“The Hollars” is the latest dramedy with Sundance credentials and a story about an artist from a big city who returns to his hometown and reconnects with quirky souls after a crisis befalls his dysfunctional family.
Although the cast keeps things engaging, in an apparent attempt to offset the serious with the sunny, director John Krasinski sinks a potentially radiant thing by replacing true emotion with artificial sunshine.
Written by Jim Strouse, Kaminski’s sophomore directorial project (after “Brief Interviews With Hideous Men”) is a “Garden State”-like indie — neurotic characters coming together around an illness or a death, with the journey of a back-in-town denizen providing dramatic thrust.
Krasinski plays the protagonist, John Hollar, a struggling cartoon artist who lives in New York with his pregnant girlfriend, Rebecca (Anna Kendrick).
He goes back to his childhood home in Middle America upon learning that his bighearted mother, Sally (Margo Martindale), diagnosed with a brain tumor, has been hospitalized.
John joins ne’er-do-well brother Ron (Sharlto Copley) and their fretting father, Don (Richard Jenkins), at the hospital and quickly becomes mired in the world he abandoned.
Don’s plumbing business is failing. Ron, jobless, is living in Sally and Don’s basement. Ron has been stalking his ex-wife and their two daughters. John’s own former love, Gwen (Mary Elizabeth Winstead), just happens to be married to Jason (Charlie Day), the obnoxious nurse caring for Sally.
The film contains some moving moments. When John shaves Sally’s head in preparation for surgery — “I’ll look like Rod Steiger” (and she kind of does), Sally protests — it’s funny and gently affecting.
And when the previously unruffled Sally freaks out about her situation, it’s unsettling.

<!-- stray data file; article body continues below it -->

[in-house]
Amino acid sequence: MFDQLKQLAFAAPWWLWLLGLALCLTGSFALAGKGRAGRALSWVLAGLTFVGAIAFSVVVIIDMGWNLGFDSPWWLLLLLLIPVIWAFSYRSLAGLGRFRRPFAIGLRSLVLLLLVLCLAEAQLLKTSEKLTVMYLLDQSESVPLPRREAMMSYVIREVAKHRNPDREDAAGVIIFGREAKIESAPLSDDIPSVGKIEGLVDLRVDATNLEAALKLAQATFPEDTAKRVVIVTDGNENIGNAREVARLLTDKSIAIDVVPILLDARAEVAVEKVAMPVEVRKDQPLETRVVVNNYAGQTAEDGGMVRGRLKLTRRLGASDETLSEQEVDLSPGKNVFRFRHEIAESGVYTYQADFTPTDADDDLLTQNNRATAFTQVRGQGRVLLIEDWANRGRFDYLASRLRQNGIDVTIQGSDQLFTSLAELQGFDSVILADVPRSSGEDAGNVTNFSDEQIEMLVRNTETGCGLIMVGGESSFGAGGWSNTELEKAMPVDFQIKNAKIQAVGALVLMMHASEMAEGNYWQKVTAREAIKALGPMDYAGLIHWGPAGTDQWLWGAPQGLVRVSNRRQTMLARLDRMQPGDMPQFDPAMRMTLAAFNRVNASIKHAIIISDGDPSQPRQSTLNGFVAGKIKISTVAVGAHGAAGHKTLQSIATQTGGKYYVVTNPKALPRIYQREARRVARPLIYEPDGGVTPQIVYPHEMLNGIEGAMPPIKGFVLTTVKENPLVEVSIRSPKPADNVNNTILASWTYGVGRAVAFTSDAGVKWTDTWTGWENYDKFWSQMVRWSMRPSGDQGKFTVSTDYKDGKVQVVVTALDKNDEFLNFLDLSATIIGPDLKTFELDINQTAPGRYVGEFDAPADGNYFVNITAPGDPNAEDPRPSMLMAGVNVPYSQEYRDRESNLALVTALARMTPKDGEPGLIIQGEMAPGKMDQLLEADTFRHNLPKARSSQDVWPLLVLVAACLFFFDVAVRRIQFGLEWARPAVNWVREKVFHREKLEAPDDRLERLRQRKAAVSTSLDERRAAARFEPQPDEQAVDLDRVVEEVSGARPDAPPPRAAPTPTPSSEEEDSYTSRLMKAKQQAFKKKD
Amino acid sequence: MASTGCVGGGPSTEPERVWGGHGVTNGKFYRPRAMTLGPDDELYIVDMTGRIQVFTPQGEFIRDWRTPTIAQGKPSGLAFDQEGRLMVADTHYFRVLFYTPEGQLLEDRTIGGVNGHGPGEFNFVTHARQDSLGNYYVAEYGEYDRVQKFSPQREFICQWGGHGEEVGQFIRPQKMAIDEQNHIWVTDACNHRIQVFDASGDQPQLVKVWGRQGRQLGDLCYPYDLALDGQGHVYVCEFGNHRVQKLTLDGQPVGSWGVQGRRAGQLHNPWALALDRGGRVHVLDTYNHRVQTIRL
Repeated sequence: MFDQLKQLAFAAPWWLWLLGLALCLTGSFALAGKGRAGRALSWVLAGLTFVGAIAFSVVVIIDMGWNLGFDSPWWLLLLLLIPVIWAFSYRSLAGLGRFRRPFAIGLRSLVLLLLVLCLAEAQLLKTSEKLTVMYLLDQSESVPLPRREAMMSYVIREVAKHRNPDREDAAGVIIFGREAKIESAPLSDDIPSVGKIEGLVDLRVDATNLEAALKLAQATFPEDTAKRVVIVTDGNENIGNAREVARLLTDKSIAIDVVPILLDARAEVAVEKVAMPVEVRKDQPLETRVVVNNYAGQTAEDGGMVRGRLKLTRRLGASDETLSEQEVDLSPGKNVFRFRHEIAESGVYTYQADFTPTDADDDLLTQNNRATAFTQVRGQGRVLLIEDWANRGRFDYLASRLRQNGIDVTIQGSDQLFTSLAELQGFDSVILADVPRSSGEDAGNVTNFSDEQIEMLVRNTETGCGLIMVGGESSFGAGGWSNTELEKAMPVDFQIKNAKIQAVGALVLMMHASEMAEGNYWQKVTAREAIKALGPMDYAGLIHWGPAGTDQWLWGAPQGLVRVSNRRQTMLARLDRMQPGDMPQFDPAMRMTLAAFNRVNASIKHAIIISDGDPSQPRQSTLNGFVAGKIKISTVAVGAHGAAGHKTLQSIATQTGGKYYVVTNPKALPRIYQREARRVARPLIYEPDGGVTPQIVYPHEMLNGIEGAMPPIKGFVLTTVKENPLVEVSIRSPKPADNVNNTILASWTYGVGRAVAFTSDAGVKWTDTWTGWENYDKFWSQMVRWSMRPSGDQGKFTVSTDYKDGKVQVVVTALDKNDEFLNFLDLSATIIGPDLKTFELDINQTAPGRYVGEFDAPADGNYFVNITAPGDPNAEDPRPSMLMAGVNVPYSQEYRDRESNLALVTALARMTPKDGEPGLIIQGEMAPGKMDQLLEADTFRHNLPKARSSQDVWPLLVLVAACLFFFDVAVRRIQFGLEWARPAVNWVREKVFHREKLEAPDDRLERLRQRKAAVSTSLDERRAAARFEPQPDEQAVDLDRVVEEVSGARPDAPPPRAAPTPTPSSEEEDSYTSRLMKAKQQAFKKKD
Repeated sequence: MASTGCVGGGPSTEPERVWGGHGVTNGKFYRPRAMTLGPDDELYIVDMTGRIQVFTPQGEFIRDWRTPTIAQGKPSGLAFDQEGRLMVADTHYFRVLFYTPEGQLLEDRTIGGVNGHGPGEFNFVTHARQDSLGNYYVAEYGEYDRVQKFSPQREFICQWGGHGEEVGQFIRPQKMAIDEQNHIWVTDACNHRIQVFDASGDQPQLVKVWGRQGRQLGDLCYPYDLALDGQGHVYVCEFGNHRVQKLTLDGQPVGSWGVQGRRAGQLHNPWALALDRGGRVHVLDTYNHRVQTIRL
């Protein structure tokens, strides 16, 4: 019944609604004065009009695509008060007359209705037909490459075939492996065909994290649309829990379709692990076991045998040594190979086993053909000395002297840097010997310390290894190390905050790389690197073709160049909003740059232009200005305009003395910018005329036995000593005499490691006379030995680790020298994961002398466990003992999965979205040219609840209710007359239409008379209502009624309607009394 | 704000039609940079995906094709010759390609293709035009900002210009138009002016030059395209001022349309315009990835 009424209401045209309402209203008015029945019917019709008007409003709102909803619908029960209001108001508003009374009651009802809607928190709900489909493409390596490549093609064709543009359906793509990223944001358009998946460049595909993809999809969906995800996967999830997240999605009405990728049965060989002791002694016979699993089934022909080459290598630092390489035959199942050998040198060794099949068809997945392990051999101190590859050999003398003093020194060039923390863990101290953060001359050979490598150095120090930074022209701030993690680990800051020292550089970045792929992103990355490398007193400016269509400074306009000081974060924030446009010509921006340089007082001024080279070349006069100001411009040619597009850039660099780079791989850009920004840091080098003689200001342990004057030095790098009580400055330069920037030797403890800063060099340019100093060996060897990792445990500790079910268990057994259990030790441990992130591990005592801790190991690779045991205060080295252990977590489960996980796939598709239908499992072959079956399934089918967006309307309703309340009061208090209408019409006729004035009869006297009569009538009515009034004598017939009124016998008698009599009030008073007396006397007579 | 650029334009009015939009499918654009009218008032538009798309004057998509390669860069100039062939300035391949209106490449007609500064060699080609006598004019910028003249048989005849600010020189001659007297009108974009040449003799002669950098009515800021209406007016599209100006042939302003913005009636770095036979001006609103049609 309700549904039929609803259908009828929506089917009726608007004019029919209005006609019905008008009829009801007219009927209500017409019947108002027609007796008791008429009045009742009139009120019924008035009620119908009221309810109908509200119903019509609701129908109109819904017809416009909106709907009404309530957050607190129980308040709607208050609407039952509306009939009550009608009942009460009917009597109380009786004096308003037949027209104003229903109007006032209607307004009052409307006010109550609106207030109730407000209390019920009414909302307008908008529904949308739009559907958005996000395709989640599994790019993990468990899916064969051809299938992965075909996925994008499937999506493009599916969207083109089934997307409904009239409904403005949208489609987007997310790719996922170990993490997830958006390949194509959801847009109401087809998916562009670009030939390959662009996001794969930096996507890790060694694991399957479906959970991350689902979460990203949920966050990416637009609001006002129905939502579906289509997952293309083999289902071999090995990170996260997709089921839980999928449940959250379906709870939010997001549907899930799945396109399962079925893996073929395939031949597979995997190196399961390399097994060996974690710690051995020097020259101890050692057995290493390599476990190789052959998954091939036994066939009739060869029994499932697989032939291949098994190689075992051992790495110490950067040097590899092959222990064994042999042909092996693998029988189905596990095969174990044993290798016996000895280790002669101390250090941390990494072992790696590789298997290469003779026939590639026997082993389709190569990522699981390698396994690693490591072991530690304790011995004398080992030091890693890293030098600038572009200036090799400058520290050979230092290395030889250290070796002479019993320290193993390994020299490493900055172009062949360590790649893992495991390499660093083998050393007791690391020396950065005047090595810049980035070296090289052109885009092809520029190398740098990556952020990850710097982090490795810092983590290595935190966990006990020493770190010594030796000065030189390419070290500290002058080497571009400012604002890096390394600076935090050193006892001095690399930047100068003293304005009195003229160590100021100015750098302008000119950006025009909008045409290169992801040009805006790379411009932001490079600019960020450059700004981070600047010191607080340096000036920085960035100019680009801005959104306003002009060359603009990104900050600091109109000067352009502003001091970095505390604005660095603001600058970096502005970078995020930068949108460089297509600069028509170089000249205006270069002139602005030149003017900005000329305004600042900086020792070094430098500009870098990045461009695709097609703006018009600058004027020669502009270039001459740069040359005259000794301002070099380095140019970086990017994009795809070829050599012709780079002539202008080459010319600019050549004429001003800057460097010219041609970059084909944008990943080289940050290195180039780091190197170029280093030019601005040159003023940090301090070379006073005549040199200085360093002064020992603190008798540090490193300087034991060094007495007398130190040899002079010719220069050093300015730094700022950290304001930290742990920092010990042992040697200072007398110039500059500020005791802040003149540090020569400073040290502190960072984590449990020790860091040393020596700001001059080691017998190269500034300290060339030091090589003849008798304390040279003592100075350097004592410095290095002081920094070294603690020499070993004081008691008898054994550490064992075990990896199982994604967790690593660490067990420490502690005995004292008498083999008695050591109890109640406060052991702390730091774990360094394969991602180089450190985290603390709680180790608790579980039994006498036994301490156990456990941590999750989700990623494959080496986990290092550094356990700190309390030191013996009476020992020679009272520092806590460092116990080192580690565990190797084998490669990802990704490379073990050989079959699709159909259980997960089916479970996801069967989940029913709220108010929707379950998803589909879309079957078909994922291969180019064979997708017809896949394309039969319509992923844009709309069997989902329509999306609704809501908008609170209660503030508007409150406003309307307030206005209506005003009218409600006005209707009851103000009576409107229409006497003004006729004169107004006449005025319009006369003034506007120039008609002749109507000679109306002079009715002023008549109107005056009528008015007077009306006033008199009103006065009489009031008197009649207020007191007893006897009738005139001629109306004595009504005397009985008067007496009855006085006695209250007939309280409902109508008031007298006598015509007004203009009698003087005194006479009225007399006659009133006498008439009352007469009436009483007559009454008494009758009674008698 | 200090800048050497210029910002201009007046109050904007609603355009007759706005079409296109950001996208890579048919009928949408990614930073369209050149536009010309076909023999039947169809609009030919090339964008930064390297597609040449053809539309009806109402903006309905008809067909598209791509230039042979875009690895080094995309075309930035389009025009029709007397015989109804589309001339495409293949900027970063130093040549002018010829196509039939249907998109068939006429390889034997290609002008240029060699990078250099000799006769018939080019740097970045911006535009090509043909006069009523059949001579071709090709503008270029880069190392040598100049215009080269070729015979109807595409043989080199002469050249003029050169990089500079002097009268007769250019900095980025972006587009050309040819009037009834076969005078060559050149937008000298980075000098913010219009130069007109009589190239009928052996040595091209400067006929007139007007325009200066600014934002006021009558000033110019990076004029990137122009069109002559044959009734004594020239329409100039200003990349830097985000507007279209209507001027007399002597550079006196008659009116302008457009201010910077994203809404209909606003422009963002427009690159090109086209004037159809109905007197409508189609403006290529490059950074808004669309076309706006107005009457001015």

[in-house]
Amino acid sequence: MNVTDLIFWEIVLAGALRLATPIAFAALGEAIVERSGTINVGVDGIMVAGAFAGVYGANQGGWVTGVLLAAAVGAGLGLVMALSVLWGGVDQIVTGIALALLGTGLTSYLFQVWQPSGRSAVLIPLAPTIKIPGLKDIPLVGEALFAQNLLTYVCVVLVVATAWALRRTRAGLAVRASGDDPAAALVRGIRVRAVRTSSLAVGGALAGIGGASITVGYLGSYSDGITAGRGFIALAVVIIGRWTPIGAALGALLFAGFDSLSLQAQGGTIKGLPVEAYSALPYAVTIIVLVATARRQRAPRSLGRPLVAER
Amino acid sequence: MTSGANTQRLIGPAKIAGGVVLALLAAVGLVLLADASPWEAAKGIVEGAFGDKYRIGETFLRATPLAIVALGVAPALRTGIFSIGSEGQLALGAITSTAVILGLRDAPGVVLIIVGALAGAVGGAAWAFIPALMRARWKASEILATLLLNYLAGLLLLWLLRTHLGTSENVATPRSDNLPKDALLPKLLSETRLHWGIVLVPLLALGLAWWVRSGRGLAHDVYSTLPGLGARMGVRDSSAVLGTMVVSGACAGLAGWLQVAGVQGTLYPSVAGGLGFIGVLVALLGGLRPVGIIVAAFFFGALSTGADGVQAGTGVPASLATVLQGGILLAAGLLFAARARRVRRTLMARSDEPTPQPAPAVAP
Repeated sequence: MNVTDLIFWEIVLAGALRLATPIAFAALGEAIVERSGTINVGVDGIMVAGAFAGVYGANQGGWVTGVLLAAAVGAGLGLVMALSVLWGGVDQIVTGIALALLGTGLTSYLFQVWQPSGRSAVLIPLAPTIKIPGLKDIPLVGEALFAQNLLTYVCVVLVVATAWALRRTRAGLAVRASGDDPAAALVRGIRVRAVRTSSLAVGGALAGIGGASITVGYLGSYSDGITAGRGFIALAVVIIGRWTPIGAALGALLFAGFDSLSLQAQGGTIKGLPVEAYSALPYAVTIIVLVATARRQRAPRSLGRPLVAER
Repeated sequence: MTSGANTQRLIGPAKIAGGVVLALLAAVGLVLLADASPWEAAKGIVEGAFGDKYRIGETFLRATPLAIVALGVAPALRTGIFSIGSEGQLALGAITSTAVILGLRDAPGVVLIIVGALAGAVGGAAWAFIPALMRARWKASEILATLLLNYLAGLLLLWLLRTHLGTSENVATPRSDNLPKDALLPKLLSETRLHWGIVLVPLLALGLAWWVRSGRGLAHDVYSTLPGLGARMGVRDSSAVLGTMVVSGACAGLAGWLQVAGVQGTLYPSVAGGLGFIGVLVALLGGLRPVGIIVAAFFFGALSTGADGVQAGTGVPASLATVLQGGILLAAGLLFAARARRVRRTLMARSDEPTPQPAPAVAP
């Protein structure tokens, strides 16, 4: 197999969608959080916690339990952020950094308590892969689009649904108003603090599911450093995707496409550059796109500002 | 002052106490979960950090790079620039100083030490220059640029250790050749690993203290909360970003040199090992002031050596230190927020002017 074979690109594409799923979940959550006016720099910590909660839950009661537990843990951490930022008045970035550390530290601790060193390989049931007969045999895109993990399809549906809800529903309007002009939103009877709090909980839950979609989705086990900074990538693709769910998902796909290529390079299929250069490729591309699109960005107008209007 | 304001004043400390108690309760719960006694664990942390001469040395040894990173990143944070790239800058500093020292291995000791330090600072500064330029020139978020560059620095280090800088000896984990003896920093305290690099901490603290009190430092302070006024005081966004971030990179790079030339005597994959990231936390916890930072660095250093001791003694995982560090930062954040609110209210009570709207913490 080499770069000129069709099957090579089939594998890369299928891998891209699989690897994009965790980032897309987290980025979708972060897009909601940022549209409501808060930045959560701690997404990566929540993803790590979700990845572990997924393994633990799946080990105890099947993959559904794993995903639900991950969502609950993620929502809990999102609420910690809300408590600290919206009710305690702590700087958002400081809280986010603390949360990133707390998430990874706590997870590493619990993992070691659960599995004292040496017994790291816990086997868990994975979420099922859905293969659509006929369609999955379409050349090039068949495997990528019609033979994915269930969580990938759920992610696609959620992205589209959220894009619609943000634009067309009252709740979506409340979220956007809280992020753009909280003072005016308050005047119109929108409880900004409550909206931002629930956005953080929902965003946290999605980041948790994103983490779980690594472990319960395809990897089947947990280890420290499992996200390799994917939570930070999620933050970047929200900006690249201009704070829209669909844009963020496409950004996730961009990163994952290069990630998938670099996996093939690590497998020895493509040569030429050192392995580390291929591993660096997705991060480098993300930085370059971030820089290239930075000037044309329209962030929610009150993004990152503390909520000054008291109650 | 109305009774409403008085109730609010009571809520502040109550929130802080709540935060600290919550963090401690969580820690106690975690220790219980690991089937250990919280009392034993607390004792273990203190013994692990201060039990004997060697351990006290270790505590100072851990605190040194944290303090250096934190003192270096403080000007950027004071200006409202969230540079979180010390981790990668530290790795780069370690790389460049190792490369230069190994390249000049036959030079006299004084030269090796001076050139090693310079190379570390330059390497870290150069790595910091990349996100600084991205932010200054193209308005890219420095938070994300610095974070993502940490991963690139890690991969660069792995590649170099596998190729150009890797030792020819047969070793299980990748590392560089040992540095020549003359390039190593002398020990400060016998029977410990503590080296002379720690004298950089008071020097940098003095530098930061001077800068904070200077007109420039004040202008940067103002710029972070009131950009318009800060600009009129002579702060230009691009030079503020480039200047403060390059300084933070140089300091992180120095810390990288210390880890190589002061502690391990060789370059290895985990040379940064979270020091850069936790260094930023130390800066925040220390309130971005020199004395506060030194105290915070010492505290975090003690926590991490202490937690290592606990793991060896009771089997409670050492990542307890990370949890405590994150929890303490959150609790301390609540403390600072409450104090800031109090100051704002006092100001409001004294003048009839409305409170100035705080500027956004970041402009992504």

But such moments are outnumbered by sitcommy bits in which the filmmakers, counterbalancing the grimmer stuff, lay on feel-good shenanigans and sentimentality.
Unlike Alexander Payne’s “The Descendants,” which blended comedy and seriousness exquisitely, Krasinski and Strouse offer impossible-to-believe behavior, like John sneaking Sally out of the hospital so she can enjoy a restaurant meal, or Ron saying ridiculously racist things to Sally’s Asian doctor.
Potentially interesting scenarios, like Sally telling John she’s sorry she married Don, or Gwen revealing intense feelings for her former boyfriend, John, are dropped.
In the end, “The Hollars” is a breezily watchable but frustrating movie with a subject matter that demands a more credible presentation and cast that deserves smarter storytelling.
When Martindale is on (it’s a lot), even the weakest material goes down easily. She’s so good, you wish the filmmakers had made Sally’s personal journey, not John’s, the primary story.
Jenkins, as the unraveling Don, and Copley, as the self-impeding Ron, also stand out. Kendrick’s comic talents are wasted in a stock supportive-girlfriend role.
Starring John Krasinski, Margo Martindale, Richard Jenkins, Sharlto Copley
Written by Jim Strouse
Directed by John Krasinski
Running time 1 hour, 28 minutes